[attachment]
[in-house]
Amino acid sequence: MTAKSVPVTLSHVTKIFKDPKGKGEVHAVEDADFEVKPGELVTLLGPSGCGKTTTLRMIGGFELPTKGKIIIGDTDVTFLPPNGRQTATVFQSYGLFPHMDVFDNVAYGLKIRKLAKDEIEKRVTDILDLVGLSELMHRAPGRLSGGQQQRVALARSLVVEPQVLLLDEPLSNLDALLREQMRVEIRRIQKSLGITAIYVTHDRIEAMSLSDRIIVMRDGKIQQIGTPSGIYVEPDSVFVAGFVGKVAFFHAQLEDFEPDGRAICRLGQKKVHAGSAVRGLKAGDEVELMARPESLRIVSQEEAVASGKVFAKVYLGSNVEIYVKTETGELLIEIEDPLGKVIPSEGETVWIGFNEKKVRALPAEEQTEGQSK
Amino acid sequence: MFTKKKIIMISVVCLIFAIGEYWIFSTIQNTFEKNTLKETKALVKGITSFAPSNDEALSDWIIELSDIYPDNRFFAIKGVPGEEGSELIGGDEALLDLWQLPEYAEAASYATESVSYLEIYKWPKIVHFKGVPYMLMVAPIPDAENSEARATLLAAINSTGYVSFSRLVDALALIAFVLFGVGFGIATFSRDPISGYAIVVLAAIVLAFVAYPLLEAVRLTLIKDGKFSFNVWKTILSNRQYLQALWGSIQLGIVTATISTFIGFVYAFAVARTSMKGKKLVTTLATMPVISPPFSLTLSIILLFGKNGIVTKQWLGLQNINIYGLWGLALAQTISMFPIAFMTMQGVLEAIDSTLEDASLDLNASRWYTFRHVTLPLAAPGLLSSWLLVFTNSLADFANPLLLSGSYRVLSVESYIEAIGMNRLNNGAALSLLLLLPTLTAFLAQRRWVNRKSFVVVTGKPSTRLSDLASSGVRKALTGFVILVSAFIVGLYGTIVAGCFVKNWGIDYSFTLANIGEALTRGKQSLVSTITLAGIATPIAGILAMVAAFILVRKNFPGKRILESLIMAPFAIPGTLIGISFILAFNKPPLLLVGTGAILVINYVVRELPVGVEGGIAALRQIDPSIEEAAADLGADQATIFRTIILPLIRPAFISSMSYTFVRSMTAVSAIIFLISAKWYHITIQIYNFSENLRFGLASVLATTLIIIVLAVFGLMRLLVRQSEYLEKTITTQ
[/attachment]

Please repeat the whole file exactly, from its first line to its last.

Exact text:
[in-house]
Amino acid sequence: MTAKSVPVTLSHVTKIFKDPKGKGEVHAVEDADFEVKPGELVTLLGPSGCGKTTTLRMIGGFELPTKGKIIIGDTDVTFLPPNGRQTATVFQSYGLFPHMDVFDNVAYGLKIRKLAKDEIEKRVTDILDLVGLSELMHRAPGRLSGGQQQRVALARSLVVEPQVLLLDEPLSNLDALLREQMRVEIRRIQKSLGITAIYVTHDRIEAMSLSDRIIVMRDGKIQQIGTPSGIYVEPDSVFVAGFVGKVAFFHAQLEDFEPDGRAICRLGQKKVHAGSAVRGLKAGDEVELMARPESLRIVSQEEAVASGKVFAKVYLGSNVEIYVKTETGELLIEIEDPLGKVIPSEGETVWIGFNEKKVRALPAEEQTEGQSK
Amino acid sequence: MFTKKKIIMISVVCLIFAIGEYWIFSTIQNTFEKNTLKETKALVKGITSFAPSNDEALSDWIIELSDIYPDNRFFAIKGVPGEEGSELIGGDEALLDLWQLPEYAEAASYATESVSYLEIYKWPKIVHFKGVPYMLMVAPIPDAENSEARATLLAAINSTGYVSFSRLVDALALIAFVLFGVGFGIATFSRDPISGYAIVVLAAIVLAFVAYPLLEAVRLTLIKDGKFSFNVWKTILSNRQYLQALWGSIQLGIVTATISTFIGFVYAFAVARTSMKGKKLVTTLATMPVISPPFSLTLSIILLFGKNGIVTKQWLGLQNINIYGLWGLALAQTISMFPIAFMTMQGVLEAIDSTLEDASLDLNASRWYTFRHVTLPLAAPGLLSSWLLVFTNSLADFANPLLLSGSYRVLSVESYIEAIGMNRLNNGAALSLLLLLPTLTAFLAQRRWVNRKSFVVVTGKPSTRLSDLASSGVRKALTGFVILVSAFIVGLYGTIVAGCFVKNWGIDYSFTLANIGEALTRGKQSLVSTITLAGIATPIAGILAMVAAFILVRKNFPGKRILESLIMAPFAIPGTLIGISFILAFNKPPLLLVGTGAILVINYVVRELPVGVEGGIAALRQIDPSIEEAAADLGADQATIFRTIILPLIRPAFISSMSYTFVRSMTAVSAIIFLISAKWYHITIQIYNFSENLRFGLASVLATTLIIIVLAVFGLMRLLVRQSEYLEKTITTQ